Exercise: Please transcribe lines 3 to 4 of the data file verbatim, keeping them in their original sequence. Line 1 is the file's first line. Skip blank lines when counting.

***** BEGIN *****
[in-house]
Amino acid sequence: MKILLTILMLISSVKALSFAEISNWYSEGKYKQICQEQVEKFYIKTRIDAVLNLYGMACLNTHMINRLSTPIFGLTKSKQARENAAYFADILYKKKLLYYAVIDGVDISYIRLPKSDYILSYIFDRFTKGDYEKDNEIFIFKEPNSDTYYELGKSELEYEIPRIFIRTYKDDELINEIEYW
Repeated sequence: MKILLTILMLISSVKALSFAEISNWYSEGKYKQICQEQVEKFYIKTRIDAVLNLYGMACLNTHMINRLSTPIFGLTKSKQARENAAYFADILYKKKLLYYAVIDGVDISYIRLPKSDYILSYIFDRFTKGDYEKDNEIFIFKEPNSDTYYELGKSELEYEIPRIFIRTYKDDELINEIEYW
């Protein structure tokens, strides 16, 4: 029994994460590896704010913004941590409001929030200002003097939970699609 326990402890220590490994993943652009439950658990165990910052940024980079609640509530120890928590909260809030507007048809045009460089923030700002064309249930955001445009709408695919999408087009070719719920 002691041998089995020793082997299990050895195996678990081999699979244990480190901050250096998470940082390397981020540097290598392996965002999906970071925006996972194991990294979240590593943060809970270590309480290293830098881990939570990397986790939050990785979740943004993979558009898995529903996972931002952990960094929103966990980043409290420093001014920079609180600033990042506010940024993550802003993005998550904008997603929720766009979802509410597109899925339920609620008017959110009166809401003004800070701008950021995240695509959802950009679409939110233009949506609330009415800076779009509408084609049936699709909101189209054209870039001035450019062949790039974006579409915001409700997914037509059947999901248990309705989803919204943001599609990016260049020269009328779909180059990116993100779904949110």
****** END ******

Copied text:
Repeated sequence: MKILLTILMLISSVKALSFAEISNWYSEGKYKQICQEQVEKFYIKTRIDAVLNLYGMACLNTHMINRLSTPIFGLTKSKQARENAAYFADILYKKKLLYYAVIDGVDISYIRLPKSDYILSYIFDRFTKGDYEKDNEIFIFKEPNSDTYYELGKSELEYEIPRIFIRTYKDDELINEIEYW
């Protein structure tokens, strides 16, 4: 029994994460590896704010913004941590409001929030200002003097939970699609 326990402890220590490994993943652009439950658990165990910052940024980079609640509530120890928590909260809030507007048809045009460089923030700002064309249930955001445009709408695919999408087009070719719920 002691041998089995020793082997299990050895195996678990081999699979244990480190901050250096998470940082390397981020540097290598392996965002999906970071925006996972194991990294979240590593943060809970270590309480290293830098881990939570990397986790939050990785979740943004993979558009898995529903996972931002952990960094929103966990980043409290420093001014920079609180600033990042506010940024993550802003993005998550904008997603929720766009979802509410597109899925339920609620008017959110009166809401003004800070701008950021995240695509959802950009679409939110233009949506609330009415800076779009509408084609049936699709909101189209054209870039001035450019062949790039974006579409915001409700997914037509059947999901248990309705989803919204943001599609990016260049020269009328779909180059990116993100779904949110």